What I Learned Being a Restaurant Cook — For a Day

What I Learned Being a Restaurant Cook — For a Day

I’m just guy in his kitchen with a camera.
No restaurant experience at all. That is, until the past weekend, when my friend Saralyn
Collins invited me to take over her restaurant, called Grow. Me and this guy, Mike Ventimiglia.
We wrote a menu and cooked one lunch service. It’s part of a whole series of lunches that
Saralyn is calling “pop ups,” where local celebrities, such as musician Big Mike here,
get to take over the restaurant and play chef for a day. “I had seen Adam’s videos on YouTube and
I thought he would be a great one to ask.” “I’ll try not to mess it up for you.” I did the lasagna from my lasagna video, the
flatbread from by New York pizza video, and the dessert from my strawberries and pound
cake video, but with one tweak. I replaced half the buttermilk with amaretto. Very strong
almond flavor, little bit boozy, very nice. So how’d it go? Let’s just say that it
renewed my gratitude for having a very cushy desk job. “How hot is this?” “Very hot! Things are — everything here
is hot and sharp and wet.” First there was the prep. If you’ve seen
my lasagna video, you know that it is a very involved three-day process. Multiply all the
quantities by five, and it gets to be some really serious work. I mean, stirring around
five gallons of Mornay sauce feels more like an industrial process than like cooking. I stupidly agreed to do this during the last
week of class at the university where I teach, when I was already crazed anyway. Also, adding
four hours of prep cooking to my days meant that for four straight nights I went to bed
at 4 in the morning. I am officially getting too old for that. “I’m 37, I’m not old!” On night number three, I woke up in bed covered
in this brown goo. And I was like, “My god, what happened?” Turns out, “Oh, it’s
chocolate.” I tend to sleep-eat when I get exhausted, so I must have stumbled into the
kitchen and gotten a Hershey bar and fallen asleep in bed while eating it, and was this
my lowest moment? It sure seems like it. It’s kind of like the Adam version of Nikki Sixx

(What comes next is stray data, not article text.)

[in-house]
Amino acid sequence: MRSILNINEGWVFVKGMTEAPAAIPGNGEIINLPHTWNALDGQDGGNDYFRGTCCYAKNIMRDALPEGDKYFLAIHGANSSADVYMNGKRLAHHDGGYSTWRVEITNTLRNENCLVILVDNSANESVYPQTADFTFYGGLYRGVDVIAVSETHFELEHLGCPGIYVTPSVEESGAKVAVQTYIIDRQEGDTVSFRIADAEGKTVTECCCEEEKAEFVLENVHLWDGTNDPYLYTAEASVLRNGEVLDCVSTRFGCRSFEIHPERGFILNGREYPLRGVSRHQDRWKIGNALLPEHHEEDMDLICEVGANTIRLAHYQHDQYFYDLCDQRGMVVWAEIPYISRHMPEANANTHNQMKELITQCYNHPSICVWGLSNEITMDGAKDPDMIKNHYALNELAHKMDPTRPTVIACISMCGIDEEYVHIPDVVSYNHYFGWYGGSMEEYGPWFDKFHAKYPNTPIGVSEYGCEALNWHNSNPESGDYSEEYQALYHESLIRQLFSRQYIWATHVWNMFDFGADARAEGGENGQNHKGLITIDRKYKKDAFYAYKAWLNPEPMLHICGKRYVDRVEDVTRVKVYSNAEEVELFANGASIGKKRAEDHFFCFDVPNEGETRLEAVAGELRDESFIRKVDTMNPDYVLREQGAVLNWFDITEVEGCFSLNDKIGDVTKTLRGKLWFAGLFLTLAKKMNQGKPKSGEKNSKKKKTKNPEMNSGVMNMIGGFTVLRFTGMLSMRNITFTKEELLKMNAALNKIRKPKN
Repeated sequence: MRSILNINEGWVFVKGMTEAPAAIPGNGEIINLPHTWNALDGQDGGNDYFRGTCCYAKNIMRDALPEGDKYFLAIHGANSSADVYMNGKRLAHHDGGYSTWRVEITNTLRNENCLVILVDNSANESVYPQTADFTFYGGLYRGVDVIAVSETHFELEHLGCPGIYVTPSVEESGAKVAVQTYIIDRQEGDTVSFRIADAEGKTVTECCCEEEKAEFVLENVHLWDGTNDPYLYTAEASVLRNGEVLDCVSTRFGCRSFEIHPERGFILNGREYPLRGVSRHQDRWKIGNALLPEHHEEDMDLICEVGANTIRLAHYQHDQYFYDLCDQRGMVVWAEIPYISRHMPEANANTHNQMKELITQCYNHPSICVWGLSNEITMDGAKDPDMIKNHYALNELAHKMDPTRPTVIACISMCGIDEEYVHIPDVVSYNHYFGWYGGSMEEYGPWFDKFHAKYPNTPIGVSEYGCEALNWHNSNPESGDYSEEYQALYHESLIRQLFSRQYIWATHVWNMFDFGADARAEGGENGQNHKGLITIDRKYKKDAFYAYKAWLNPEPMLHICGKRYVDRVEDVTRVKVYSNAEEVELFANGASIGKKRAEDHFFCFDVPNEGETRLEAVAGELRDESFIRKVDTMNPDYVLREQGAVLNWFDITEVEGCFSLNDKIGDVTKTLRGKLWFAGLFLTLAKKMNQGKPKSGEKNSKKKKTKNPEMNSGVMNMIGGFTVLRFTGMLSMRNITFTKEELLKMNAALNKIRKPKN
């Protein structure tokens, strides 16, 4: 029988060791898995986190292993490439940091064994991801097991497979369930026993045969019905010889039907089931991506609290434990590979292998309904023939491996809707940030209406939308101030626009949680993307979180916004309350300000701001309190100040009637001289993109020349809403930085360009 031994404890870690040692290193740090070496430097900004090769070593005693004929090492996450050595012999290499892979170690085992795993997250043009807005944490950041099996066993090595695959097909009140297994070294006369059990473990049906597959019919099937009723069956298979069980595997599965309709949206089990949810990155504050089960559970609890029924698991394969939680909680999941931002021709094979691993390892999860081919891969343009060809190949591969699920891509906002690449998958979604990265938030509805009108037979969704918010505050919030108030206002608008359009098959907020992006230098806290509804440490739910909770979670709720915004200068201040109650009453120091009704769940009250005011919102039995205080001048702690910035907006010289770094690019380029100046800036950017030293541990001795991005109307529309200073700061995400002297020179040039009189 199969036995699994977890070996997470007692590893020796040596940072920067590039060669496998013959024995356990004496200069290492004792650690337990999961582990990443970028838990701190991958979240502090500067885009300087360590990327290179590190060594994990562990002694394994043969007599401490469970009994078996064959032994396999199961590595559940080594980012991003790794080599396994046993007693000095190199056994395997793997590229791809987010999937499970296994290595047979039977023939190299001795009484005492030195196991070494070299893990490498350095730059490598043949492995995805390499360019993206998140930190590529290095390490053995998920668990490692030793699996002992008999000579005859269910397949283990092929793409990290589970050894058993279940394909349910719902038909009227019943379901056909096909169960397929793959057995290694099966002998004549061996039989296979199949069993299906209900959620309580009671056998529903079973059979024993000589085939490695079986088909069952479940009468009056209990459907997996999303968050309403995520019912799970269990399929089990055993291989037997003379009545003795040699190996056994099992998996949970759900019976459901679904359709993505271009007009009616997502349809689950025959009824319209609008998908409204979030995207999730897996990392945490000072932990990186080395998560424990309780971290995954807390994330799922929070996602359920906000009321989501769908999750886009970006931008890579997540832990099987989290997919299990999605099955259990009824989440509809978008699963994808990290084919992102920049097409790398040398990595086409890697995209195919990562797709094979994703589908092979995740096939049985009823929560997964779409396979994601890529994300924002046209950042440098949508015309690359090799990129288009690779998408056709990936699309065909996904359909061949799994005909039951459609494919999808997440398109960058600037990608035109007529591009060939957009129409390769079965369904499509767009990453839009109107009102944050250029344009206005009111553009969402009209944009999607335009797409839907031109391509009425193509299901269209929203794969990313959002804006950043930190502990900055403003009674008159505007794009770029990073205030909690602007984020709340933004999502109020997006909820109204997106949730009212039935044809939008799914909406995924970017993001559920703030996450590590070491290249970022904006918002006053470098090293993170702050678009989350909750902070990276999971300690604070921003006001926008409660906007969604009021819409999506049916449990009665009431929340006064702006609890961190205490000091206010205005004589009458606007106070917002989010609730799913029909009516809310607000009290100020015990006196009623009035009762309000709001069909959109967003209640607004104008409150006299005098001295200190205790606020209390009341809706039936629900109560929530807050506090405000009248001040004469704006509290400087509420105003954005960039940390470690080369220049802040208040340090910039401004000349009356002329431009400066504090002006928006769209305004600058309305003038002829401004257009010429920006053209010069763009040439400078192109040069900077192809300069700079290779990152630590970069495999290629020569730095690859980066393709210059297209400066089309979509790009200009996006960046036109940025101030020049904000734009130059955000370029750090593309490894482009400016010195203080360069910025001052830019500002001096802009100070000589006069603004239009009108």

waking up with the heroin needle dangling out of his arm. But it was all worth it. Look who came to
eat at the restaurant right before the lunch rush. The only other thing I would say about this
experience is that people who work in the restaurant industry are legit heroes without
capes. Even at a casual neighborhood place like Grow, it takes a special-forces level
of coordination, planning and hustle to get all of your plates out on time. People are
constantly engineering novel little solutions to problems on the fly, performing tiny little
miracles that go totally unnoticed by the dining public. We only ever notice when something
goes wrong. So I say, if your meal comes out great, walk up to the pass and say “great
job.” Actually you should probably just leave them alone. Tell your server. Also, if you’re ever in Macon, Georgia,
check out Saralyn’s place, Grow. It’s kind of a vegetable-heavy, locavore spin on
the old Southern meat and three. Hashtag not an ad. I just like that place and I’m grateful
to Saralyn for teaching me that my dream of quitting my job and opening a restaurant would
be a terrible life choice. I’ll grade papers for a living instead, thank you very much.

100 Replies to “What I Learned Being a Restaurant Cook — For a Day

  1. Q: Why isn't there any actual cooking in this video?
    A: I'm starting a new release schedule. I will continue to do a recipe video on Thursdays. In addition, I'll now be doing a video on Mondays that'll be on the topic of food/cooking but not a recipe.

    Q: Why are you wearing a t-shirt that says Hicksville? Are you from there?
    A: My dad is from Hicksville, New York. I grew up going there a lot to visit my grandma, and a pizza place there called Raimo's is how I got my love of NY-style pizza. But none of that is why I am wearing that shirt. My best friend, Meg, got that shirt made for me after we made a stupid podcast together where we made fun of every Billy Joel album, in order. It's called "We Didn't Start the Podcast," and you can find it anywhere you get podcasts. Billy Joel is also from Hicksville (he went to high school with my dad) and there's a funny old photo of him wearing a Hicksville t-shirt that looks just like the one Meg made for me.

    Q: What do you teach at Mercer?
    A: Journalism. A few of my students are in these comments saying very sweet things that I can't read all the way through because I'm afraid of feelings.

    Q: What do you mean you're a "local celebrity"?